To build trust with Symplicity users, we leveraged logos of clients using their software as well as using statistics that show effectivity.
We also directly acknowledged the differences between different types of users. User-specific pages targeted the unique problems and goals each type of business would face.
Since the research suggested that users weren't sure what Symplicity Recruit was and who it was for, we illustrated exactly how it works.
We also directly acknowledged user challenges and pain points to illustrate how Symplicity Recruit solves for these problems.
The key messaging we wanted to hone in on was to emphasize Recruit's targeted approach for efficiency and accuracy within the talent pool. Recruit can only be accessed through a student portal, making education specific talent exclusive to their users.
My approach for wireframes was to communicate exactly why Recruit's talent pool was full of qualified, educationally focused and unique students.
The previous design's Home Page hero took up the entire screen! Other elements had text that was too cramped to breathe and be legible. We wanted to create a thoughtful, more balanced hierarchy of information on this new site.
We used gradients and font treatments to direct users towards significant modules and headlines to differentiate blocks of content.
While the previous design had color, it actually had too much color! Gradients swallowed important blocks of information users needed to see clearly. Recognizable logos from their clients and partners were also grayscale and nearly invisible.
Our team decided to highlight significant calls to action. We also kept original colors of recognizable brands that could build trust with users.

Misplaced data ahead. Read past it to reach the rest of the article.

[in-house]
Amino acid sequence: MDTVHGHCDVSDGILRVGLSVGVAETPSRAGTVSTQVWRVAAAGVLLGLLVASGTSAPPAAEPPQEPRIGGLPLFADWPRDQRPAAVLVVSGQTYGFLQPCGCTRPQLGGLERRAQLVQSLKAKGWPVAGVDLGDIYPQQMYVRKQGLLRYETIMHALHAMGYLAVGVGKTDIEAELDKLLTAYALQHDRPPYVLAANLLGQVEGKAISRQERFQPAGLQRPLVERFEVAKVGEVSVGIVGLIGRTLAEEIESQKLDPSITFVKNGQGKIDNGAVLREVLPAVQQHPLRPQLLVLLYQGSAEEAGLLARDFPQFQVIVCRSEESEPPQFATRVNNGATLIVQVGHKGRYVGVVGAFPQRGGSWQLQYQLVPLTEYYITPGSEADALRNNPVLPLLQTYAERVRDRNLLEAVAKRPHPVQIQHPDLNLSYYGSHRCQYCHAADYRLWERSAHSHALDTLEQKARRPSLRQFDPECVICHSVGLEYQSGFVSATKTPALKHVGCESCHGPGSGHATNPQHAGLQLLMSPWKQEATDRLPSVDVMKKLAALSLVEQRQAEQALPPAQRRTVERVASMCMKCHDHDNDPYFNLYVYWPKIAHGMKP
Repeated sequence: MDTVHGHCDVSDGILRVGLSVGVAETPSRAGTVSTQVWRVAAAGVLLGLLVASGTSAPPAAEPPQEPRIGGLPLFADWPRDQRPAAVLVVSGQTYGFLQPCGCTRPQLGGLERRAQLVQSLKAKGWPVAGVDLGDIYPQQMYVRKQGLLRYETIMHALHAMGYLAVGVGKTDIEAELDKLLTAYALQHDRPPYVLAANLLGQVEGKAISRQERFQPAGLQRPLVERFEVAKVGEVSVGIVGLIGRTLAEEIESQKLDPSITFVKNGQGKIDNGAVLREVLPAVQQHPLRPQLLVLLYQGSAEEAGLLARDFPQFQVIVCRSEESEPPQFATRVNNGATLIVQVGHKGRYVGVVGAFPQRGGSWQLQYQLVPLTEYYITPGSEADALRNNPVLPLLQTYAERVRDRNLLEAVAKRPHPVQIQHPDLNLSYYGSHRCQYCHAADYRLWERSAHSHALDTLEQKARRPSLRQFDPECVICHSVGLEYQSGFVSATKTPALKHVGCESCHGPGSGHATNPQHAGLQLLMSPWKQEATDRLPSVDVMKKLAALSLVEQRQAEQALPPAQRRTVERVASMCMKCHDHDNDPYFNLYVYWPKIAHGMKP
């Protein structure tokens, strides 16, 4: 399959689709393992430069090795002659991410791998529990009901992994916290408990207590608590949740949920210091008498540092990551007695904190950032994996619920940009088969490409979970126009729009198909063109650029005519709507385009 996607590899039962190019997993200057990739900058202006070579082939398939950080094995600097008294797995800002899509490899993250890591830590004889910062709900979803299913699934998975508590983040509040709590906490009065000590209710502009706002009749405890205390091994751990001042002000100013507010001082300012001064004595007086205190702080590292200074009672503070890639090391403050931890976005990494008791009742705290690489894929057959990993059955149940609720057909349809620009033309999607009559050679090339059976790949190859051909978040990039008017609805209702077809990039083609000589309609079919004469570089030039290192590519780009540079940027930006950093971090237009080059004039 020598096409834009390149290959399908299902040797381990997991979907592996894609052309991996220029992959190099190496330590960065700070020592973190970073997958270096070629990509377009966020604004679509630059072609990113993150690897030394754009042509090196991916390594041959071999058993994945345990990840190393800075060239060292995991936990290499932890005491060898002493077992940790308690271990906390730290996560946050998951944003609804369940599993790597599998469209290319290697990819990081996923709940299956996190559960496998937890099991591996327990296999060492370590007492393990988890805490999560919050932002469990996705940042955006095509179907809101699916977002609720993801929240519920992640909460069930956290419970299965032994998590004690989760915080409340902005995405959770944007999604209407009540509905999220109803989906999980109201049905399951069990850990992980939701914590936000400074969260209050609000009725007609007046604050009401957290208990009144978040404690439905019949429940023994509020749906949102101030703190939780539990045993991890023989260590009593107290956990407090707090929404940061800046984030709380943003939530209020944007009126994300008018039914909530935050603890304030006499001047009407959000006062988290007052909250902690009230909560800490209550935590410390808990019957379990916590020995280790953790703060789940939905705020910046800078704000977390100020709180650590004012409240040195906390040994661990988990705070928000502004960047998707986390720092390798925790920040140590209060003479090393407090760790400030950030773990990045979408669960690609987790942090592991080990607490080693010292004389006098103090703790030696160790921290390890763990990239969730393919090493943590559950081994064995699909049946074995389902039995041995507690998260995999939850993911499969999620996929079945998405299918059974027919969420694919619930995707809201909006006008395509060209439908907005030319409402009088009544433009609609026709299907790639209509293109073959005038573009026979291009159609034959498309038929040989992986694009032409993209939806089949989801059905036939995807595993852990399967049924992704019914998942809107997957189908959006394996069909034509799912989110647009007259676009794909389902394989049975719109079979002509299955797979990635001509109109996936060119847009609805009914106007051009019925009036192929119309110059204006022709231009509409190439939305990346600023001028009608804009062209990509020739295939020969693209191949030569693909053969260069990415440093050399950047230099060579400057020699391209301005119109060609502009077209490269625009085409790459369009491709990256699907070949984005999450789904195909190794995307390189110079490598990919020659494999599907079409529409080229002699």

To make the new clean design more dynamic and engaging to use, content was only revealed on scroll.
Adding this interaction design kept the visual experience from becoming stale and static. This decisions was meant to draw users eyes to important blocks of content without dramatically interrupting the user experience.
I really wish I actually got to interact with users! Without interacting with users, it was difficult to actually know what the right problems were. To know what we need to solve for, we need users!
Observing users using the product would have allowed me to see the messy reality of what is important to users – especially their frustrations with the product.
This inspired me to take on an internal initiative to not only assess the UX maturity of my team, but to create a user research playbook to better understand why we should do research and how we can do research within our current process. This way, I could effectively communicate the value of user research to my team. Want to learn more about this initiative? Contact me here.
User interviews would have allowed us to get in-depth insights about our users. I wanted to really get to know the users and what they were struggling with so that we could solve for users -- we may have depended on best practices as they pertain to inbound marketing, but every project and every end user is different.
Even though I was able to uncover hidden value with the client, actually being able to use the Symplicity Recruit product would have given me a bit more hands-on understanding of what the product itself does and what value it provides.
Even with the research I was able to do, it was hard to know what users felt throughout their experiences with Symplicity Recruit without their direct input. Empathy and infinity mapping would have allowed me to also guide our visual designer and developer in the right direction as well.
Initial research findings also made me so curious about the way Symplicity planned to move forward to differentiate themselves as a business to educational institutions. How does Symplicity's full suite of products enhance and continue to add value to Symplicity Recruit's users?
Bridging the two together would have allowed me to hone in further on the client's main KPI – increasing total conversions through conversion rate optimization strategy.
With a deadline of 3 months, I would have loved to optimize the full build with results from user testing to better understand how we can improve the user experience and content strategy for users.
It would have also been meaningful to measure the impact of these decisions. Without taking regular baseline measurements, it's difficult to say whether these decisions were successful.